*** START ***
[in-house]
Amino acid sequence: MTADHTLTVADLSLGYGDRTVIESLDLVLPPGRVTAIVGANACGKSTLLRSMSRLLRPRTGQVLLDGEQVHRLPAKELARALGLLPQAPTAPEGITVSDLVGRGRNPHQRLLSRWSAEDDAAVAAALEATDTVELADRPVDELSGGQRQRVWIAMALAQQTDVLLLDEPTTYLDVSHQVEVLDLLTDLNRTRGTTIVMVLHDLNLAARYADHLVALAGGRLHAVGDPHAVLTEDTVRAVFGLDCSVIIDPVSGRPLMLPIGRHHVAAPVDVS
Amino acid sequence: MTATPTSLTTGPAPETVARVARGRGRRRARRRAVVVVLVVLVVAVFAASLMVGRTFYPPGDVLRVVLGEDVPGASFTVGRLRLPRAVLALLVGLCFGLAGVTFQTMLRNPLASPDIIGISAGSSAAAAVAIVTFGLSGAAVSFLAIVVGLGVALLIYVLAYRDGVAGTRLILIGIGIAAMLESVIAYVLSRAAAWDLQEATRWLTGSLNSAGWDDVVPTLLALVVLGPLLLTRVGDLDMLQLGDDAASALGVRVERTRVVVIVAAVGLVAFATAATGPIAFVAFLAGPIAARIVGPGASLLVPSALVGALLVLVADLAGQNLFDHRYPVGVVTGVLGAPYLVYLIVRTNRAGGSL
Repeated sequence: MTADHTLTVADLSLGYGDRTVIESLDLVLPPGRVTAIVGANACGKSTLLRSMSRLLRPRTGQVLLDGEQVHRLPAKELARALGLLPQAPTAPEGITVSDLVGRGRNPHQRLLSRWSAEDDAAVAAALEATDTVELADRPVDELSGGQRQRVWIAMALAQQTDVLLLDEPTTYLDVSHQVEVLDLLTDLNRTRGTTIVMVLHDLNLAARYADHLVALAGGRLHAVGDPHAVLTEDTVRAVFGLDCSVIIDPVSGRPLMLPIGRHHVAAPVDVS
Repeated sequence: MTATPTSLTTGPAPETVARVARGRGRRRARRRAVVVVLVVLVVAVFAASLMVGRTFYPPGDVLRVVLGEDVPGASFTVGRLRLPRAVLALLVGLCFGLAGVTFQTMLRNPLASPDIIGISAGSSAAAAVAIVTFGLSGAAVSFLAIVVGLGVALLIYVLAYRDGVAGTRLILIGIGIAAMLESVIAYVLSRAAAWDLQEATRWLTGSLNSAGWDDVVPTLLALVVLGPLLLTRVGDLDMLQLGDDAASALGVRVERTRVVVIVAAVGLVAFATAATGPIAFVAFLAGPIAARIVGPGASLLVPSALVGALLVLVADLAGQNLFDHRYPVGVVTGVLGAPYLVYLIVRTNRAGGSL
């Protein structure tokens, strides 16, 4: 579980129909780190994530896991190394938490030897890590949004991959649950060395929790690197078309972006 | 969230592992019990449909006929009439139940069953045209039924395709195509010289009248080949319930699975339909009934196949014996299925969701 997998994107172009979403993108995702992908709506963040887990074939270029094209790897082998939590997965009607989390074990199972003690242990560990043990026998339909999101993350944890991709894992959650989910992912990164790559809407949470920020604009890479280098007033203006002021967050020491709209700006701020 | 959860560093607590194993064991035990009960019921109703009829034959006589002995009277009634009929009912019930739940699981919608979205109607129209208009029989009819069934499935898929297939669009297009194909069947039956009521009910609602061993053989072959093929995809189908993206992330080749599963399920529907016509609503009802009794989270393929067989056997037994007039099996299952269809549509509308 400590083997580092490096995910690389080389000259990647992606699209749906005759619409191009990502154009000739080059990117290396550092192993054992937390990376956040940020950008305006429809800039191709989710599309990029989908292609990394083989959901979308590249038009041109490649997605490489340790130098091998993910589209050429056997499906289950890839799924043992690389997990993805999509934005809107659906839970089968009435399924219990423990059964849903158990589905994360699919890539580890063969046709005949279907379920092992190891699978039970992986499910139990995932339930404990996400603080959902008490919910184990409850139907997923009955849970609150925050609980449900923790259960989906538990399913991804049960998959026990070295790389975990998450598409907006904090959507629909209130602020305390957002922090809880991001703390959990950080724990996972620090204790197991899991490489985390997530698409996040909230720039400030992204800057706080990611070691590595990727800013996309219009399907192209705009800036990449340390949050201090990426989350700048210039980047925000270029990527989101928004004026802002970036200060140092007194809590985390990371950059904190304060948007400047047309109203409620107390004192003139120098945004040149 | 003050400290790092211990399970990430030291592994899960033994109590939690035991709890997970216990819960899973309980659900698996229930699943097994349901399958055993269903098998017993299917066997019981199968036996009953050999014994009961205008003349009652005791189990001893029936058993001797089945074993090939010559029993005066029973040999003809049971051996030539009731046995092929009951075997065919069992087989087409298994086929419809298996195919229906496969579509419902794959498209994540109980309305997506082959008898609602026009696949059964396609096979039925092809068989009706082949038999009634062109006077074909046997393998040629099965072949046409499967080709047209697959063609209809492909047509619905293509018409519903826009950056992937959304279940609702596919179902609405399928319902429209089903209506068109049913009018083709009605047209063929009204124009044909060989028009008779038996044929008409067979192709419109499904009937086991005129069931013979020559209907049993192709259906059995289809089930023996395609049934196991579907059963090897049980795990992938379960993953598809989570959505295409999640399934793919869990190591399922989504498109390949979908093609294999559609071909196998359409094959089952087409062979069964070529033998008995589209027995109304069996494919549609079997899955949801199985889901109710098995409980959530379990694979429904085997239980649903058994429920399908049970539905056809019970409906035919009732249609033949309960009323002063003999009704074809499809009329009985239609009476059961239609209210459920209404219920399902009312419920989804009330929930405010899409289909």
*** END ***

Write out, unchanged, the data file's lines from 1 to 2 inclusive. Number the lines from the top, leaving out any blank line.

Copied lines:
[in-house]
Amino acid sequence: MTADHTLTVADLSLGYGDRTVIESLDLVLPPGRVTAIVGANACGKSTLLRSMSRLLRPRTGQVLLDGEQVHRLPAKELARALGLLPQAPTAPEGITVSDLVGRGRNPHQRLLSRWSAEDDAAVAAALEATDTVELADRPVDELSGGQRQRVWIAMALAQQTDVLLLDEPTTYLDVSHQVEVLDLLTDLNRTRGTTIVMVLHDLNLAARYADHLVALAGGRLHAVGDPHAVLTEDTVRAVFGLDCSVIIDPVSGRPLMLPIGRHHVAAPVDVS